On Monday, Connecticut’s budget forecasters released their first updated revenue forecast since last May, at which time they removed a whopping $2 billion of expected revenue from volatile individual income tax categories over a four-year stretch. The new forecast predicts further declines in these categories, wiping away another $750 million over the remaining three of the original four years.
While declining revenue is never good news, these drastic reductions represent a welcome return to budgetary prudence from the wildly over-optimistic revenue forecasts of fiscal 2023 and from Governor Lamont’s re-election campaign happy talk last year claiming to have ended the era of permanent fiscal crisis in the state.
The crisis is not over. It has merely been papered over by recent federal largess and an unusual gusher of volatile income tax revenue from the stock market’s rocket ride in recent years. These external factors have hidden the continuing slow deterioration of the state’ economy. Employment in the state remains below the level before the Great Recession of 2007-2009.
That frames the essential question: what is Lamont’s plan to revive the state’s anemic economy, which is the only way to reduce its towering crisis-level debt load.
As the Connecticut Mirror reminded in an article last week, “Between unfunded pension and retiree health care obligations, along with bonded debt, the state entered 2023 owing more than $88 billion, making Connecticut one of the most indebted states per capita in the nation,” – this despite the great fiscal good fortune in the form of federal COVID assistance and taxes on ginormous stock market gains.
What is ending is not the era of the state’s permanent fiscal crisis, but rather an era of extraordinary good luck for the state and for Governor Lamont. Future stock market performance is anyone’s guess. Recent good news on interest rates and inflation has sent the market surging. Yet, moderating inflation may be signaling impending recession – less demand chasing supply. Retail sales fell in October, adding weight to that notion. During recessions, stocks do not advance.
In contrast, federal assistance to the state is easy to predict. COVID assistance is over. Moreover, with Uncle Sam running deficits of $2 trillion dollars or more as far as the eye can see, other forms of federal assistance will be extraordinarily constrained. Indeed, if the nation enters recession – certainly, an even odds proposition, the federal government will not be able to provide the fiscal stimulus that it has in the past. Not with the national debt now exceeding GDP and interest payments on that debt running currently at a $1 trillion annual clip and rising rapidly (federal net interest expense hit $76 billion last month up from $43 billion in October 2022).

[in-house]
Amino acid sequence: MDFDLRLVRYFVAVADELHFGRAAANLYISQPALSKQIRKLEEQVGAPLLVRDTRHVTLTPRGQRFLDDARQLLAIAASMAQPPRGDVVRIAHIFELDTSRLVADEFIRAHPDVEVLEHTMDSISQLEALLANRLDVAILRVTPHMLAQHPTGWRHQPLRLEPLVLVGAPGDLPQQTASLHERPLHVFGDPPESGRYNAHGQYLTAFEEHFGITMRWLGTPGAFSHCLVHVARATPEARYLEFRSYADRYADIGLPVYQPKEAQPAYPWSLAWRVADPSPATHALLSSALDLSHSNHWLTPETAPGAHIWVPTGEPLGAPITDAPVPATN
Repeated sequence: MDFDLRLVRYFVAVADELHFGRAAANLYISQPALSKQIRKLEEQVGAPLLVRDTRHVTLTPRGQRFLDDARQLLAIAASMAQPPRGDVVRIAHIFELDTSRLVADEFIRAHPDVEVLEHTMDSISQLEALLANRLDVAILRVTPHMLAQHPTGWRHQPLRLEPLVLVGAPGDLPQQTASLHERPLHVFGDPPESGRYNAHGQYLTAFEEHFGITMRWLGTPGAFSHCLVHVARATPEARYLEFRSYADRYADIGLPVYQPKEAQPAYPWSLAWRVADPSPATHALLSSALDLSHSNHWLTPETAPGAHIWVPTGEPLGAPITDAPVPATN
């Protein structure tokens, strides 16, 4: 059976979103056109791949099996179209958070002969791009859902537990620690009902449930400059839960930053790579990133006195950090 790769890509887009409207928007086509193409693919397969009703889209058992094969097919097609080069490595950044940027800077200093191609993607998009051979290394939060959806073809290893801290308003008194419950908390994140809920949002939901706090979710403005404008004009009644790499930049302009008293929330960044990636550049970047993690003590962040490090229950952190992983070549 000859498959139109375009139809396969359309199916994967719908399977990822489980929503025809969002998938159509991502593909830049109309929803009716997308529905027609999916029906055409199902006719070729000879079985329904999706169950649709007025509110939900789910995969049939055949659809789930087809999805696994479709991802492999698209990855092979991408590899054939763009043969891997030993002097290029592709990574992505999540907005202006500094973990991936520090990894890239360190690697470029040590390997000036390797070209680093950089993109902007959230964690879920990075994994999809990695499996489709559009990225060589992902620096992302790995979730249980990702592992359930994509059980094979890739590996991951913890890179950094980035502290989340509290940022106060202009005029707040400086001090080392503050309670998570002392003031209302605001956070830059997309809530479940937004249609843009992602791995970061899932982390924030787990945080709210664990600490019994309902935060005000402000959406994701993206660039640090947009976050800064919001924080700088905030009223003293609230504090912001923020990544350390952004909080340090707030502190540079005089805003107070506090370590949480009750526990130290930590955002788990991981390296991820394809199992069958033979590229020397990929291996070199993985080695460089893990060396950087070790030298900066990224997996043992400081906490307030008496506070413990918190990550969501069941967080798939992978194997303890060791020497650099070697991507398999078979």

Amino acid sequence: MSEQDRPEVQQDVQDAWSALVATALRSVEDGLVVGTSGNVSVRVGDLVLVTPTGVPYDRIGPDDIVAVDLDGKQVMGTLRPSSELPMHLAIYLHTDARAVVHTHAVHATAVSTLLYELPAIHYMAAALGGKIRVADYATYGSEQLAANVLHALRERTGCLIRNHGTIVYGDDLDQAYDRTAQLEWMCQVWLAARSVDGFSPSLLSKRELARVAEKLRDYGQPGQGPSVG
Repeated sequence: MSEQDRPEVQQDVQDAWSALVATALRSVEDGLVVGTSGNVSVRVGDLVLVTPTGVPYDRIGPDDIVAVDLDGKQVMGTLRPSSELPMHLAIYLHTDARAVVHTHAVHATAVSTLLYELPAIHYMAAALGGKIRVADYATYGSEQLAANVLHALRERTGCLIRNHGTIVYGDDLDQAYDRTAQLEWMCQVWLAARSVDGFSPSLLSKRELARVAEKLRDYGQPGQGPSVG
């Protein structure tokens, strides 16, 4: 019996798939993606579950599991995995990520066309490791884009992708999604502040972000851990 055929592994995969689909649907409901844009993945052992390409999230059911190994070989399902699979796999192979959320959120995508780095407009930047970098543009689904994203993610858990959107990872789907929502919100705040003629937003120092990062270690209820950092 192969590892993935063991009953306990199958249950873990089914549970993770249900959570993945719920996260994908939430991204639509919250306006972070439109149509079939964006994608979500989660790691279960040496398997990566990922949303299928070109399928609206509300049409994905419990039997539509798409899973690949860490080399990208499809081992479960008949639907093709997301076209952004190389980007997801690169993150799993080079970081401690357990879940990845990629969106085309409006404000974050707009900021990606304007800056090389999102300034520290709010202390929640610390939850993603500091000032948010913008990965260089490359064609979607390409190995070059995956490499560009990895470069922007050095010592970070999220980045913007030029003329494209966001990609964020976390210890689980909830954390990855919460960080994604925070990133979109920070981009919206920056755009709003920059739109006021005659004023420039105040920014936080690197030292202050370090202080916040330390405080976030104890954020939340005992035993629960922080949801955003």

So, the era of our rich uncle coming to the rescue is over.
Governor Lamont has not offered much of a strategy to improve the fundamentals of the state economy. Indeed, he has done just the opposite. He agreed an outlandishly generous new contract with state employee unions. This has had devastating effect, since labor costs are by far the state’s largest expense – and the origin of most of the state enormous long-term debt.
Facing a looming retirement wave of state employees in spring 2022, triggered by a June 30th effective date for modest reductions in retirement benefits for subsequent retirees, Lamont cut a hairbrained deal. In mid-June before the trigger date, he paid huge bonuses and lumpsum retroactive pay raises to state employees, many of whom retired just days later before June 30th. The state has had to rehire many as “temporary” employees to fill staff shortages.
To his credit, the Democrat Governor has resisted fellow party members in the legislature who have pushed to relax the fiscal guardrails put in place in 2017. Those restraints have kept the state from overspending, except, notably, on labor contracts.
Yet, fiscal restraint is not a strategy. As a businessman, Lamont should know a company or organization cannot cost-cut its way to growth and profitability.
Lamont needs to address key problems which scare off businesses which might enter and remain in the state. Connecticut has the second-highest energy costs of the 50 states.
The corporate income tax, including the perpetually extended 10% surcharge, is among the highest in the nation. Property taxes are the 5th highest nationwide.
The state’s and Lamont’s days of extraordinary good luck are over. It is time for Lamont and his administration to roll up sleeves and get to work on a genuine strategy to grow the state economy.